Besalú – A Medieval Gem in the Heart of Catalonia

With a population of approximately 2400 people, Besalú makes an interesting and relaxing day trip from Barcelona. As you wander the narrow streets, it’s hard to believe that this now tranquil small town was once an important local capital during the Middle Ages.

The medieval village of Besalú in the Garrotxa region of Catalonia, Spain

What to See in Besalú

Besalu’s star attraction is, without doubt, the Romanesque bridge over the river Fluviá. It’s curious to think that as you approach the town across the old bridge, you’re following in the footsteps of a thousand years worth of travellers.

The picturesque town centre is a compact huddle of restored medieval stone houses, small squares and narrow cobbled/flagstone streets. 

The most notable buildings are the Mikveh (Jewish baths and synagogue), the Church of Sant Vicenç and the Sant Pau Monastery. The Tourist Office can organise guided walking tours (essential if you want to visit the Miqve).

Typically narrow streets in Besalú
Typically narrow streets in Besalú

While you’re here, it’s also worth visiting the unusual Micromundi miniatures museum.

It only takes a few hours to “see” Besalú, and it’s easy to combine with a visit to nearby Girona since there are frequent local buses between the two towns. You can then either spend the night in Girona or get one of the regular trains from there to Barcelona.

In September, the town stages its annual medieval fayre.

The 11th Century Monastery of Saint Paul (Monestir de Sant Pau) in Besalú, Spain
The 11th Century Monastery of Saint Paul (Monestir de Sant Pau)

Where to stay in Besalú

Most people visit Besalú as a day trip but the village also makes an attractive base for visiting the La Garrotxa region.

We stayed at Els Jardins de la Martana which is an elegant hotel in a historic building, right next to the Romanesque bridge. Several of the rooms have small balconies with views of the bridge and the village. When the weather is good, breakfast is served on the roof terrace which overlooks a small garden with views of the village. Upstairs there’s a library which can be used by residents.

Check prices and availability on

Medieval Stone Carvings
Stone Carvings on the Church of St Vincent (Sant Vicenç de Besalú)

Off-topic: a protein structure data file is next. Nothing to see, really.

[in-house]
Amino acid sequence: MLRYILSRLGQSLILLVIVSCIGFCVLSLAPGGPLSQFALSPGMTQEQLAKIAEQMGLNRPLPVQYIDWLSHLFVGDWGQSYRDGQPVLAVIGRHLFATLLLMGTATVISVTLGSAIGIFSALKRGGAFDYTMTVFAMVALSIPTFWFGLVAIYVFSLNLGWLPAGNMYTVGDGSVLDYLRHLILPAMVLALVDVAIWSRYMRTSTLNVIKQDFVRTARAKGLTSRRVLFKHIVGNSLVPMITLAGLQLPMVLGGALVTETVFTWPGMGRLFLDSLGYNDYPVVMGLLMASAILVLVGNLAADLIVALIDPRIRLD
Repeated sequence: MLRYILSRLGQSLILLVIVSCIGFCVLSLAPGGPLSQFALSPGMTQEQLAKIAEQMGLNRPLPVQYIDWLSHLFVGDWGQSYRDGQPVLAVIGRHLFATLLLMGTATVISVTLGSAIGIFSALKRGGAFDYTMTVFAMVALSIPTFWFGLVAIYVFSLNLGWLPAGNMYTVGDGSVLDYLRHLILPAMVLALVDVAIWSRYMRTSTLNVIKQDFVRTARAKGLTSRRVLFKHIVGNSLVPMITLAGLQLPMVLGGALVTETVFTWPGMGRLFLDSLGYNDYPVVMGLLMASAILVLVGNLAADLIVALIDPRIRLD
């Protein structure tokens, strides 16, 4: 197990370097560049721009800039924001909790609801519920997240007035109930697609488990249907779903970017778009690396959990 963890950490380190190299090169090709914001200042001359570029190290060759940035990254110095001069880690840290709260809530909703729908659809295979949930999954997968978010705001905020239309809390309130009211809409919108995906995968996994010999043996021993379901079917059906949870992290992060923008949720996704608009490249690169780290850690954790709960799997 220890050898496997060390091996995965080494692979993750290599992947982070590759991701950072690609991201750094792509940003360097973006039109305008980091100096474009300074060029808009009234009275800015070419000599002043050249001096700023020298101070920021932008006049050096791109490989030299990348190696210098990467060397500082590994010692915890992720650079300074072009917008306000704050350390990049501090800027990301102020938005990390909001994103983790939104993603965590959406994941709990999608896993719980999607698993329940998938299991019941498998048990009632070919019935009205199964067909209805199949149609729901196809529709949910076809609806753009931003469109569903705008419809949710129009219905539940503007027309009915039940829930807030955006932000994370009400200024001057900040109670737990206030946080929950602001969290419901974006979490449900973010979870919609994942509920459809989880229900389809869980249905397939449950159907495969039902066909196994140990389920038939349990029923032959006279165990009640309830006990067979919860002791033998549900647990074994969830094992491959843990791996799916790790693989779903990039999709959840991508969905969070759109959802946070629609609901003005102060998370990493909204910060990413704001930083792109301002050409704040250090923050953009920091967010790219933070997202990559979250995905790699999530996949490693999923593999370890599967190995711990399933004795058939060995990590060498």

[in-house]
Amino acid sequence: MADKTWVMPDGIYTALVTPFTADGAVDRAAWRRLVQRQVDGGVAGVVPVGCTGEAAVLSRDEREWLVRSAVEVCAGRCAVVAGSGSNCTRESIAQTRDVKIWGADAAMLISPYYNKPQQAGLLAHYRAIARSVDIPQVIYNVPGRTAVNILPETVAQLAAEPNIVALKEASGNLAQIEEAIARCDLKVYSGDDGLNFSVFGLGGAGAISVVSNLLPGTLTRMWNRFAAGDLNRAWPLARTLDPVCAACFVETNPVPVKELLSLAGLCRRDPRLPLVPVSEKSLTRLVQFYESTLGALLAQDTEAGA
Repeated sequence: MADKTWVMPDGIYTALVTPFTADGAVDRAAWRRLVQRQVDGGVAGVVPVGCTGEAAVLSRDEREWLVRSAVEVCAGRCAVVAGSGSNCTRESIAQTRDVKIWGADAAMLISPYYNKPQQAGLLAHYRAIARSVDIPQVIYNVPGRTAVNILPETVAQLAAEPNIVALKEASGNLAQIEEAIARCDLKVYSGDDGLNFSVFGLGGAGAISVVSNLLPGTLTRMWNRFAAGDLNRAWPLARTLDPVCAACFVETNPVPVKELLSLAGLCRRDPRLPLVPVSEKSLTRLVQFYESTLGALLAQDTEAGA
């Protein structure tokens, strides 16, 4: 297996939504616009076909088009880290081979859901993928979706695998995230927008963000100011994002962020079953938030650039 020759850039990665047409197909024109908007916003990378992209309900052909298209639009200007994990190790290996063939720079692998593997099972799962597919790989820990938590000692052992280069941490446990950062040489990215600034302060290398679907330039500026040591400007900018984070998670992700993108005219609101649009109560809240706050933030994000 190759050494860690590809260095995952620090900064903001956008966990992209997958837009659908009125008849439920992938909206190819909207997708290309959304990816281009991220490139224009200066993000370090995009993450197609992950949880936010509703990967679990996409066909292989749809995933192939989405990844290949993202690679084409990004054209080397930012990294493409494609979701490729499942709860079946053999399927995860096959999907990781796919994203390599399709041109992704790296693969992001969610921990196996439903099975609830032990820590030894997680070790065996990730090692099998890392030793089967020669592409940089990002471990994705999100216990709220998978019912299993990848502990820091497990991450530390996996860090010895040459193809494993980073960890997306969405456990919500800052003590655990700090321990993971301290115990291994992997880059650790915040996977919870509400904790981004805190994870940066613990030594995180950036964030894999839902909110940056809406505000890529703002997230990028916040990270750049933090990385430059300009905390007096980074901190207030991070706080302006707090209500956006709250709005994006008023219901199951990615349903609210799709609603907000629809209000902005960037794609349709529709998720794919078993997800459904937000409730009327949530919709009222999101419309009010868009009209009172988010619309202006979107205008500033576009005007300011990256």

How to get to Besalú from Barcelona and where to Park

By bus

There are four buses daily between Barcelona and Besalú. The route is operated by TEISA and departs from Av. Gran Vía, 658. Please note that this is NOT a bus station.

The journey takes around 1 hour 45 minutes, and the fare is approximately €15. Bus timetable and prices here.

Buses from Besalú to Girona here

Trains from Girona to Barcelona here

By car

If you have a car, it takes about 1 hour 45 minutes to drive to Besalú via the AP7/E15 and the C-66 via Girona and Banyoles.

There’s a large free car park at the entrance to the village near the Romanesque bridge and the Tourist Information office. If you’re using Google Maps, search for Parking Gratuït Besalú.


Get Your Guide offers several tours which visit Besalú including this Small-Group Medieval Villages Day Trip from Barcelona

A magnifying glass enlarges one of the tiny exhibits in the Micromundi museum Besalú
Micromundi museum, Besalú

Places to visit near Besalú


The town of Banyoles is best known for its lake, Estany de Banyoles, which is the largest in Catalonia and was used for rowing events during the Barcelona Olympics. The Tourist Information office, which is located next to the lake, has free maps with information about walking routes in the area. The medieval town centre is centred around an attractive plaza surrounded by arcaded stone buildings.

The 11th Century Stone Bridge Over the River Fluviá, Besalú near Girona
The 11th Century Stone Bridge Over the River Fluviá

La Fageda d’en Jordà

Twenty-five kilometres from Besalú, the Fageda d’en Jordà is a beech forest located in the midst of the Garrotxa Volcanic Zone. The forest is crossed by several walking trails including a circular route that takes you to two of the largest volcanoes in the area.


The town of Figueres is best known for being the birthplace of surrealist Salvador Dalí. In addition to the Dalí Theatr-Museum, one of Barcelona’s most popular day trips, the town also boasts one of the largest bastion fortresses in Europe built during the eighteenth century.


The medieval city of Girona boasts one of the largest and best-preserved medieval Jewish Quarters in Europe. Other attractions include Girona Cathedral, the medieval Arab Baths, the pastel-coloured houses which line the banks of the River Onyar, the Eiffel Bridge, the Sant Pere de Galligans Monastery and Casa Masó.


Girona, Spain

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